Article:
Hanmer resident Greg Lafleche snapped a few photos of several large meteor-like objects streaking across the sky Sept. 15 at about 11 p.m. He said he's seen plenty of shooting stars in his life, but they were never anything like this.
“It has never been this close,” he said. “It seemed like they were right there. I thought it might have been part of a plane or a satellite, I don't know.”
Simon McMillan, a staff scientist at Science North, said he isn't 100 per cent sure what Lafleche saw, but a callout on the science centre's Facebook page confirmed several other sightings.
“We have had at least one other person on our own Facebook page tell us they saw something streaking across the sky that same night, around the same time, in a northwesterly direction,” McMillan said. “They said it lasted about three to five seconds, which definitely sounds like a large meteor to me.”
Other witness accounts, combined with the pictures from Lafleche, make McMillan “pretty confident” that it was a meteor, putting to rest any type of unidentified flying object sightings.
After viewing the photos, he was interested to see that the balls of fire in the sky were just as bright as the streetlights, “and the brighter the meteor means the bigger it is. It's rare to see them this bright and big. There is all kinds of things floating out there in space, from small grains of sand that we get hit with with all the time to larger chunks with which we get hit on a much rarer occasion.”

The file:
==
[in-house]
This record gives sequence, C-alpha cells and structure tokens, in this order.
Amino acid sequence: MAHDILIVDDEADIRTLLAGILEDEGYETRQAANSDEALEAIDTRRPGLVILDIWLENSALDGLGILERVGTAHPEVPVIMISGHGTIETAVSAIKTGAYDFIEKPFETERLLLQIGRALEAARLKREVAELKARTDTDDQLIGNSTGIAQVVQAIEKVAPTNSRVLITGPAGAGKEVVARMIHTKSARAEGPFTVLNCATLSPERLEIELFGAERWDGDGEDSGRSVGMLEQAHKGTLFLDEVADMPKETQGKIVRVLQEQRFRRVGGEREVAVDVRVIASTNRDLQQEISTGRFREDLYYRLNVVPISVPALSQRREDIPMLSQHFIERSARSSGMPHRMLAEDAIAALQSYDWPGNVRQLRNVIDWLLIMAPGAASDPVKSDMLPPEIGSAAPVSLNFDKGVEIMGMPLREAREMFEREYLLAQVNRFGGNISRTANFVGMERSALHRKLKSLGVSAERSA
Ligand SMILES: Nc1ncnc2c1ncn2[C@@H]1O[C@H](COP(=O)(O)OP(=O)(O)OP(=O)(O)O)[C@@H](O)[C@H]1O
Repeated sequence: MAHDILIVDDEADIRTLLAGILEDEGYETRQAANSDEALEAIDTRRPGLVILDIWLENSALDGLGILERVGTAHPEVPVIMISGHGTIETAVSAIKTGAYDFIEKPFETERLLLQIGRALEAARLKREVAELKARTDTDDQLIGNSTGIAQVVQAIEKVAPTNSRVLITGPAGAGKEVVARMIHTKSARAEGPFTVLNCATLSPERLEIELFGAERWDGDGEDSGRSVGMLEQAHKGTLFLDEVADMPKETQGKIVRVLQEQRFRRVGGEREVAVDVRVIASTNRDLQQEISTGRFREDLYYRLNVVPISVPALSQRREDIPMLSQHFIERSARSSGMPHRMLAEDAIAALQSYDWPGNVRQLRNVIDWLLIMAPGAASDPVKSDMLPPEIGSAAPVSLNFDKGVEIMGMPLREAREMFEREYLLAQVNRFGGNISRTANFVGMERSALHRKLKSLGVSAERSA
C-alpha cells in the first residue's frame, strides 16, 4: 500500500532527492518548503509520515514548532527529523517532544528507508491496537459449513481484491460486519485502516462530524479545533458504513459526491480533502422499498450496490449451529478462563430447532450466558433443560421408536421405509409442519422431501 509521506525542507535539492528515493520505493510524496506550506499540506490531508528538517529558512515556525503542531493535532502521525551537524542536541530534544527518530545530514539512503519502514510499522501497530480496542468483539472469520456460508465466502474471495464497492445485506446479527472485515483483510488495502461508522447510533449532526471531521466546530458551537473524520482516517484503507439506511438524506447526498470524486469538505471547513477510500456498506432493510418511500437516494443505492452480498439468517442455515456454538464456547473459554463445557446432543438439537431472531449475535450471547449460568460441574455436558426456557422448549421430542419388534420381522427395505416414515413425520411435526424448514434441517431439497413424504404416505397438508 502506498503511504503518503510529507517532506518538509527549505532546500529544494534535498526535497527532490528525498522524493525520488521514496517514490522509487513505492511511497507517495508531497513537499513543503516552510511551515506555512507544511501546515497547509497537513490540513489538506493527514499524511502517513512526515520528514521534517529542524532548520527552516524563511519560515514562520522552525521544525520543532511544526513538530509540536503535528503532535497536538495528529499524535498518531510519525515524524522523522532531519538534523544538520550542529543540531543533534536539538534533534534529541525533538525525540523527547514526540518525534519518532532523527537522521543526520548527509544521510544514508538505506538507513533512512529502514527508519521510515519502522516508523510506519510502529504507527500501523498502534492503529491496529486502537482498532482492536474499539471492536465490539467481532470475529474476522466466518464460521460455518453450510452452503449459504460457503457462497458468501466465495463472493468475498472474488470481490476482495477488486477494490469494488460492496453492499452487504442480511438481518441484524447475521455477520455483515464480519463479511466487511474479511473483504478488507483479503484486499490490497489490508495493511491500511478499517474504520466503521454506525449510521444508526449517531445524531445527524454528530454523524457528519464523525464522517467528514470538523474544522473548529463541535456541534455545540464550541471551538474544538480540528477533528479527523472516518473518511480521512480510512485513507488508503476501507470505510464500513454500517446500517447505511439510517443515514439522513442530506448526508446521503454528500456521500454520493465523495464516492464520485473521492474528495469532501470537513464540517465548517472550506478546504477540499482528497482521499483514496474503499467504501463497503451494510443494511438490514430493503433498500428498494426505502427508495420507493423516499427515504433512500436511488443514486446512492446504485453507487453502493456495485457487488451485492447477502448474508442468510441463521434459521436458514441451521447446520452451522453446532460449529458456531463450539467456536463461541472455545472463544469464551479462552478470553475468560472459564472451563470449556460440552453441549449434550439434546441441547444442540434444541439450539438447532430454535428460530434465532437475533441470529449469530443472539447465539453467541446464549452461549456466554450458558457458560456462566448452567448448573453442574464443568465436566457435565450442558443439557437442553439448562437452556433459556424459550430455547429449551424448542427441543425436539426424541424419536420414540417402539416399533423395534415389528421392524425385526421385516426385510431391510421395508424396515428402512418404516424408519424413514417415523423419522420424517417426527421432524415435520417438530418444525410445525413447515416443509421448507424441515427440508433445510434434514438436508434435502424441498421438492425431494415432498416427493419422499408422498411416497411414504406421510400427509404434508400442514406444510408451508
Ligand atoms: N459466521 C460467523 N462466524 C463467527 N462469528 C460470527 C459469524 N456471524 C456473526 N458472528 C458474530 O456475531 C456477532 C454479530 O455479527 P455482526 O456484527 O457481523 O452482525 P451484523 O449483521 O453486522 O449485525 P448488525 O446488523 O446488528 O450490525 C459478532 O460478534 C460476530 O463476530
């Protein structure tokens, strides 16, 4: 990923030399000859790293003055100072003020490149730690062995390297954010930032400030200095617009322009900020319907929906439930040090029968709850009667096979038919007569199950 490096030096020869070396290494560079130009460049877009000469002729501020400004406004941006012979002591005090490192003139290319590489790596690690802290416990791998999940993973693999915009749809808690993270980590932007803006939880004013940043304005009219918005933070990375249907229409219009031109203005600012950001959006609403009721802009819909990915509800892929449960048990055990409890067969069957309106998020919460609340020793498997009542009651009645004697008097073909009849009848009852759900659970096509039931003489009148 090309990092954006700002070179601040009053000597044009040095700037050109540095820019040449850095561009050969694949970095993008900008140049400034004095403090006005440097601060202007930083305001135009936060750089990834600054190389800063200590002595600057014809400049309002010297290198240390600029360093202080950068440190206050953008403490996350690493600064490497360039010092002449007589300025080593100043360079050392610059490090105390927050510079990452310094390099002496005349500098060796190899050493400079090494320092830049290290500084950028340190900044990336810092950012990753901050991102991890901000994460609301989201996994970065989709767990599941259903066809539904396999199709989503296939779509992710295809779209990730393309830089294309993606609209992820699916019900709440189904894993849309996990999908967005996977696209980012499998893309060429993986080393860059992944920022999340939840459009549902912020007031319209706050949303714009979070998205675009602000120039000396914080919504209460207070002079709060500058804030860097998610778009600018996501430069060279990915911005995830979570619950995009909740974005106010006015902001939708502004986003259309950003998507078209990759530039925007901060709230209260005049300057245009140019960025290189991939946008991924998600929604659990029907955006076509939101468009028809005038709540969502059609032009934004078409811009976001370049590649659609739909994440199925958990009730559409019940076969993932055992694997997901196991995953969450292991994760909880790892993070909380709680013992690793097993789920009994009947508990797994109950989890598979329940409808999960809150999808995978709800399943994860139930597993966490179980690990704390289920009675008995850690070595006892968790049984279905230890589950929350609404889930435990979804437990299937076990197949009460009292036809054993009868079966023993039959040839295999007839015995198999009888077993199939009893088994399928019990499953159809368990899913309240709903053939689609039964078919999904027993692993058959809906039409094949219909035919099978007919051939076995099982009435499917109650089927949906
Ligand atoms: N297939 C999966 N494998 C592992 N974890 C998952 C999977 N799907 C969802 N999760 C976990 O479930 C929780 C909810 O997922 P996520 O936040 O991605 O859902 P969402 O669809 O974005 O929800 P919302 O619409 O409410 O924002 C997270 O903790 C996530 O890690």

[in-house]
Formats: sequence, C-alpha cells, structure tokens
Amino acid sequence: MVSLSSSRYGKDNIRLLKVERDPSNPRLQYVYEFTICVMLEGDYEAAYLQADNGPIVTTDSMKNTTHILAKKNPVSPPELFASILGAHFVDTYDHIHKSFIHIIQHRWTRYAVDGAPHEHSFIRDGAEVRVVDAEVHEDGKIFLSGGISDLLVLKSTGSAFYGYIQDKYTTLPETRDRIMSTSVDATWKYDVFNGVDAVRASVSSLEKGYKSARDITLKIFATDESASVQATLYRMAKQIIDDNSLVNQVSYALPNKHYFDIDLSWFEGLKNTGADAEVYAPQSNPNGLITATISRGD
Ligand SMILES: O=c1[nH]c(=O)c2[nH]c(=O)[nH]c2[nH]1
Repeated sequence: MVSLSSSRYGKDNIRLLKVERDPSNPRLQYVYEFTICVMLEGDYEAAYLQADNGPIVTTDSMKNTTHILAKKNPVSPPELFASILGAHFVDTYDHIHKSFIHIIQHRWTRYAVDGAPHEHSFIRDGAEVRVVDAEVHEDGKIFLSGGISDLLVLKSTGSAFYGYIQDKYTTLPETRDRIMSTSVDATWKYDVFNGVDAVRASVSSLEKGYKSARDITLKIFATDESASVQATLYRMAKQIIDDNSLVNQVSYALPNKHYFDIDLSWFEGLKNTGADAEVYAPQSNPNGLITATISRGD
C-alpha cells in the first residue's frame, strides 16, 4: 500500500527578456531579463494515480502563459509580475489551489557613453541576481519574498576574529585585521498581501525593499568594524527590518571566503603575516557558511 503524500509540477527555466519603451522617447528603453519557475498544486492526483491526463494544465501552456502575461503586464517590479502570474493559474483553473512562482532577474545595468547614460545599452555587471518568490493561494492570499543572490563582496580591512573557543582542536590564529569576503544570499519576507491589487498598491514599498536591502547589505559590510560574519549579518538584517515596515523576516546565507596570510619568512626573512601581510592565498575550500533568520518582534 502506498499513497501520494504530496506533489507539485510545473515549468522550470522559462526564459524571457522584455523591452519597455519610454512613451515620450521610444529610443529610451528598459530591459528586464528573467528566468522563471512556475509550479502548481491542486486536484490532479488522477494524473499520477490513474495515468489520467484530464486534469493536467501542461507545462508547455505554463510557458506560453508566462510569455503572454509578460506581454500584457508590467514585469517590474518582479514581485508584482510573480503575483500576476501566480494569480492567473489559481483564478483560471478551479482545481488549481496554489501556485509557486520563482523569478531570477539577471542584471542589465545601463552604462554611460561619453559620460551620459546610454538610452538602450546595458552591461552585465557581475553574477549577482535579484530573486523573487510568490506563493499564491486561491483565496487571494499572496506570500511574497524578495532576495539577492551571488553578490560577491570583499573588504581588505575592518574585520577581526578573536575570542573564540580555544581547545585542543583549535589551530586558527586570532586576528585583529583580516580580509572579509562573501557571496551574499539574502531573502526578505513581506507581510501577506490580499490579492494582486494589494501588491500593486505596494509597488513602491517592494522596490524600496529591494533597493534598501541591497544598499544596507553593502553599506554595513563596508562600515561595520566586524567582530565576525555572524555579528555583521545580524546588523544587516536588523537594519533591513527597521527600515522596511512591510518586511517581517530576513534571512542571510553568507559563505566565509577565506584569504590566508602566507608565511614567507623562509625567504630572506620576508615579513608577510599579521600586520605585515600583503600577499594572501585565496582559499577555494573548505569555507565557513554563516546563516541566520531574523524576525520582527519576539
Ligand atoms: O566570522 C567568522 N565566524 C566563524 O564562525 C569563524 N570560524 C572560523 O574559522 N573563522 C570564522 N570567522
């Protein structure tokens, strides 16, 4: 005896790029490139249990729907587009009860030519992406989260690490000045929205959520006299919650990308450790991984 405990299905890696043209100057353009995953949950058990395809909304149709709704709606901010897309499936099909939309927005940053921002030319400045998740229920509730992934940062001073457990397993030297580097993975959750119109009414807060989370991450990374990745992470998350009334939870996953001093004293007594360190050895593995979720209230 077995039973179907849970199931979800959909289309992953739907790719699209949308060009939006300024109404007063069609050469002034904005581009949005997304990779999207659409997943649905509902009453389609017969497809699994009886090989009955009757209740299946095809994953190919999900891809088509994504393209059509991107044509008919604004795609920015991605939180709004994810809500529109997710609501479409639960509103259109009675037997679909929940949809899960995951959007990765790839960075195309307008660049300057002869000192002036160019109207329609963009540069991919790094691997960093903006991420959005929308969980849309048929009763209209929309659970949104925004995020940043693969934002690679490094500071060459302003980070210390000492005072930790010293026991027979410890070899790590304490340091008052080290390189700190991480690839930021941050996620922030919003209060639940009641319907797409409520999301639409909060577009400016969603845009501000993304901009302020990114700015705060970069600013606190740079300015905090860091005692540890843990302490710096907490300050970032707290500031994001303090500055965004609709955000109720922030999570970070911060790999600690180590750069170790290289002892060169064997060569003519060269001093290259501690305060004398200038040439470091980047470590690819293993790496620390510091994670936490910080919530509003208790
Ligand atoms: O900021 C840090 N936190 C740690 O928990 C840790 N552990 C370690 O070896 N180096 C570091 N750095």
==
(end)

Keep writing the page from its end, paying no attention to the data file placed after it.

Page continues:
In order to get a better understanding of just what the balls of fire were and where they might have landed, a scientist would have to analyze video footage or find any potential remnant that might have landed. However, finding such remnants in Northern Ontario with all its forested land is almost impossible, McMilland said.
“The more people we have confirming a sighting means we'd be better able to tell in which direction it was travelling and potentially piece together where it may have landed,” he said.
While he's chalking it up to a meteor sighting, McMillan said it's still an interesting story.
“Although it's likely not a very significant event, it is still an opportunity to talk about what's out there, and the fact we do get hit with rocks from space,” he said. “Eventually, we will again get hit by something this big.”
Such sightings are a good reminder that “we are on a planet that is orbiting around the sun, and we're very much a part of a universe with who knows what's floating in space.”